Finally the book takes you through the unprecedented growth of the game and its parallel growth on the radio. It also shows how radio lent itself to countless generations becoming familiar with the game. I found interesting that it shows the decline of radio once it was challenged by other mediums such as television and how it changed radio broadcasts. Some people feel that radio is the truest medium in which to follow a game, which I think to some degree is true. It forces you to imagine from the announcers story as to what is going on out on the diamond.
This book takes the reader back to a simpler time in society and shows the reader that even though baseball may not have realized it at the time, they were big business. There were some serious arguments over the baseball rights and substantial money was being paid to own those rights. Baseball fans will enjoy this book and the progression baseball follows in getting into american homes.
You can get this book from the nice folks at The University of Nebraska Press
There was a time not too long ago in this great land, that the entire world was not at your fingertips. You could not hop on your computer, or pick up your cell phone and see almost instantaneously what was going on in the world. Hard core sports fans had to wait until the local or national scribes pieced together stories for the newspapers. With that delay in place fans had come to rely on their writers for accurate details and vivid pictures painted through the use of words. It helped form a bond between writer and fan that could last a lifetime. The saying goes, the cream always rises to the top, and the sports reporting field is not exempt from that wise saying. Now there are two books that celebrate and give their just due to two of the giants of their field.
Red Smith and W.C. Heinz are easily two of the most recognizable names in the sports reporting world. They both made writing look easy. Each was able to relay countless stories to hundreds of thousands of fans in a way that endeared them to almost every reader. Their knowledge of multiple sports and of people in general, allowed them to cover various sports and appeal to different generations.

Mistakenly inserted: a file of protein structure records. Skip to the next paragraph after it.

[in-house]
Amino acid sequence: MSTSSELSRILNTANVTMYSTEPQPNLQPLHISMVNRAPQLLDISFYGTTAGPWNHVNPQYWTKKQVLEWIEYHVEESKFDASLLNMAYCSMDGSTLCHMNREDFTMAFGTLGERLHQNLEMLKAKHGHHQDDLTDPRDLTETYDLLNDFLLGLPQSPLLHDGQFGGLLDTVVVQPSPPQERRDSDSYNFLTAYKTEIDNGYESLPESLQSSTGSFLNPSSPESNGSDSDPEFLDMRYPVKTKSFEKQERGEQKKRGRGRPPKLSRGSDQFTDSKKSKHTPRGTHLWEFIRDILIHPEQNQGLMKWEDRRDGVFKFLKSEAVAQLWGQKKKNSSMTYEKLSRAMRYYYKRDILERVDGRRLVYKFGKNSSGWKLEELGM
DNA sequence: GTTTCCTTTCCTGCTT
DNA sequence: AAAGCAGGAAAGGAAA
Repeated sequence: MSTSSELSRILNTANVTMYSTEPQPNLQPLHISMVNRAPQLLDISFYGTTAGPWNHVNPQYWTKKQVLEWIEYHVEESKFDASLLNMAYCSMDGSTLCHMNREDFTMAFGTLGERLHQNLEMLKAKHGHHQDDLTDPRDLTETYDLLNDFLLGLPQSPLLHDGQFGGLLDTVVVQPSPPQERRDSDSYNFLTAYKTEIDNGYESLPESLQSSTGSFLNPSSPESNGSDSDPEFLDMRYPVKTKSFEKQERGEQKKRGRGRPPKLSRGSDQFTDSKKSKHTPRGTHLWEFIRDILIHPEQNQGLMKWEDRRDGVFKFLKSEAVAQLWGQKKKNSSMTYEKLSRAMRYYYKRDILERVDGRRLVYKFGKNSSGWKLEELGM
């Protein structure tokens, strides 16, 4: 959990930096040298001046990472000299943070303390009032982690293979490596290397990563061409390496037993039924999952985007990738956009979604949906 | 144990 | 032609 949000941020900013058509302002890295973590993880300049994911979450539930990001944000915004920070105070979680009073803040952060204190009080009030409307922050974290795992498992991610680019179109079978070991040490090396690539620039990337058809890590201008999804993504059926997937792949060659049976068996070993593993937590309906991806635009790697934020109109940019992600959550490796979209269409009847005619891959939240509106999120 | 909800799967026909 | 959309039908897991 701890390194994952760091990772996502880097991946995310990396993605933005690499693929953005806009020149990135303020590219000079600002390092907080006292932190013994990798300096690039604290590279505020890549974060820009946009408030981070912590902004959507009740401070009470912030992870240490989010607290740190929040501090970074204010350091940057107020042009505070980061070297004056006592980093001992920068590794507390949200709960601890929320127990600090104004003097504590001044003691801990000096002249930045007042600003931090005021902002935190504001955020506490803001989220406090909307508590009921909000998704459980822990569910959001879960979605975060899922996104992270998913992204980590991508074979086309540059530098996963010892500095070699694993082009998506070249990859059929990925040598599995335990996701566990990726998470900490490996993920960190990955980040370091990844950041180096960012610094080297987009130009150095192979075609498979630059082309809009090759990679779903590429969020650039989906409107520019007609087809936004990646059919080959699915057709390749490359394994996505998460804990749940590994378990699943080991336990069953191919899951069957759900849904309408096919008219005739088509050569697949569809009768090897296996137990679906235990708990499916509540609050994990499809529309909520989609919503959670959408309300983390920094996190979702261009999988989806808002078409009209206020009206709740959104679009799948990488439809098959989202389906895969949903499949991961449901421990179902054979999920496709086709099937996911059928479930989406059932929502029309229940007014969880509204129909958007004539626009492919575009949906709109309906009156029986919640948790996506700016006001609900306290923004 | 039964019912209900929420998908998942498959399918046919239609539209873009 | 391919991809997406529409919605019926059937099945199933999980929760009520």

Library of America has produced two great books that compile some of the best writing of each. W.C. Heinz’s writings cover everything from Horse Racing, to Football, to Rodeo and of course Baseball. His knowledge and insight give the reader a great account of events and allow for you to get a great picture in your mind’s eye as to how the games unfolded. The same can easily be said for Red Smith. His ability to cover multiple sports allows the reader to have a plethora of choices in topics to read, learn, relive and enjoy.
Books that are compilation books of a reporters articles usually scare me off. I always feel like they are grasping for content to fill an entire book and sometimes you don’t get the greatest of articles in the book. Happily that can not be said about these books, the articles chosen are all of great quality, and each book gives you over 500 pages of great writings.
Writers like this are a great link to the history of our favorite sports. They can take us back to a simpler time and allow the fans to gain some insight on events that the history books may have missed. If you ask most people who their favorite author is, you will get an answer of at least some person. If you ask a sports fan, they may not answer with an author, but more than likely a sports writer. These two men are credits to the writing industry, the sports that they covered, and both will be remembered for generations to come for their contributions to recording the history of each one’s chosen game.
Normally I say that Baseball fans would enjoy these, but honestly, all sports fans will enjoy these books. The sports covered in the writings are so varied, that if you are not well versed in certain sports as you would like, you may learn some new things.
You can get these books from the nice folks at The Library of America